If Holder does anything about "voluntary segregation" at the state level, I hope it's not court-ordered busing; I'm not wild about their winters.

Just because some activity is not racially integrated does not mean that it is racially segregated.

The bottom line is that the civil rights struggle is over and it is won. At one time black Americans didn't share the constitutional guarantees shared by whites; today we do. That does not mean that there are not major problems that confront a large segment of the black community, but they are not civil rights problems nor can they be solved through a "conversation on race...."

Darren Lenard Hutchinson said...

DD - thanks for the post. I disagree with you on the racial isolation issue. First, Jim Crow was never really about keeping people from drinking water together (although Jim Crow enforced this restraint). Instead, Jim Crow was a legal and social system premised on the inferiority of blacks and the superiority of whites. In my eyes, it was unconstitutional the day it began, but it took about 100 years to convince the Supreme Court that it was (and even longer for portions of society).

I concede that today's racial (and class) isolation in schools is not the product of a system of Jim Crow, but that does not make it unproblematic from a policy or constitutional perspective. The problems associated with poverty schools are very complex and debilitating. I think you buy into the argument that equal protection violations require us to search for an "evil" person upon which to assign "blame" for the situation. But that is too narrow an analysis. Rules in other areas of law (including constitutional law) consider impact, negligence and impose strict liablity. We can at least have a conversation about this as a matter of law or policy. I actually hate the "blame" model because it makes people either "afraid" to talk about race or "defensive" on the subject, and we end up getting no where.

Finally, your airport analogy really does not get at the heart of the schools issu. The school equality movement is not seeking to spread small populations of black or Latino students across Maine, New Hampshire or similarly populated states. Instead, it really involves schools within one city or metropolitan area. School boundaries are not fixed (like state lines); states choose where they locate new schools and where they assign students.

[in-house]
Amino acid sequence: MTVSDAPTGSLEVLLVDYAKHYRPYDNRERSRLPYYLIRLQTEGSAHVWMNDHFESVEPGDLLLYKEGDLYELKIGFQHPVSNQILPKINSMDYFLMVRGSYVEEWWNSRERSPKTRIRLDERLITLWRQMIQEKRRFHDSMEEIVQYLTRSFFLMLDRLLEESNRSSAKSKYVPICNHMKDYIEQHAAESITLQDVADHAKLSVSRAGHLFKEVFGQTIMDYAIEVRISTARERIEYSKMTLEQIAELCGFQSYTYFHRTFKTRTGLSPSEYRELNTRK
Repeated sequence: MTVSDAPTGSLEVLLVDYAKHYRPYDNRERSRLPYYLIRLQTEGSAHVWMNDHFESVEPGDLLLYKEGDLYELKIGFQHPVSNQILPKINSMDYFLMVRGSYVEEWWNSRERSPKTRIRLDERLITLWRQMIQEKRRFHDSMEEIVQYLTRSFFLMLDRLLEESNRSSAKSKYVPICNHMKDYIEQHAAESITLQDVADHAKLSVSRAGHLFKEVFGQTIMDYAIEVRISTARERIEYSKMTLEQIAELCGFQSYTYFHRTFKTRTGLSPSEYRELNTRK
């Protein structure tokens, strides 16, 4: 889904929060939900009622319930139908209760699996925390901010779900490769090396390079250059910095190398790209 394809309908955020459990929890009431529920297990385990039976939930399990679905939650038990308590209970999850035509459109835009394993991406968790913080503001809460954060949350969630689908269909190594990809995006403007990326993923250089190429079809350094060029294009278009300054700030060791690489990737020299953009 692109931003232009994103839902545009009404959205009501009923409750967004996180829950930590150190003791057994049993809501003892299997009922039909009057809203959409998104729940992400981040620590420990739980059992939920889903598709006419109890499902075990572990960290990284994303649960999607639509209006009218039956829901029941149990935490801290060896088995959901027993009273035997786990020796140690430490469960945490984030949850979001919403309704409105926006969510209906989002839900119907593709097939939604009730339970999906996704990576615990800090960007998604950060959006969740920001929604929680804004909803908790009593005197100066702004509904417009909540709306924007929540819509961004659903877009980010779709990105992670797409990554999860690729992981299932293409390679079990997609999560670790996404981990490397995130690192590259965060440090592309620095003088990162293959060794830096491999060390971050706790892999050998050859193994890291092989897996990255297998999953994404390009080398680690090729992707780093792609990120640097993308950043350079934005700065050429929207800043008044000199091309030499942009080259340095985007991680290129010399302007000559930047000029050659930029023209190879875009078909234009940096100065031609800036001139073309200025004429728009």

Some cities have utilized their authority to remedy this situation. Remarkably, the SCT invalidated plans in Seattle and Lexington -- so much for states rights. That raises an issue I brought up in the post on Michael Steele trying to attract blacks and Latinos to the Republican Party (which, is a "race conscious" effort, by the way). Some individuals become exorcised when universities give a handful of black or Latino applicants a few points in the admissions process -- or when cities use race as a tiebreaker (after several other factors) for school assignment, etc. But these same people have absolutely no objection to the existence of racially isolated poverty schools, which have a debilitating impact on school children and are as "unequal" as affirmative action (and which lead to much more harmful results).

I believe that we need a conversation on race, class, gender, education, medicine, etc. There are no easy solutions. The emotional responses by all sides of the "conversation on race" issue strongly suggest that we have not retired that issue.

Throughout history, Americans have said that we have fixed the "race" issue. This started immediately after the Civil War, and it has continued throughout history. If you compared contemporary arguments about race with historical ones, you would find some startling similarities.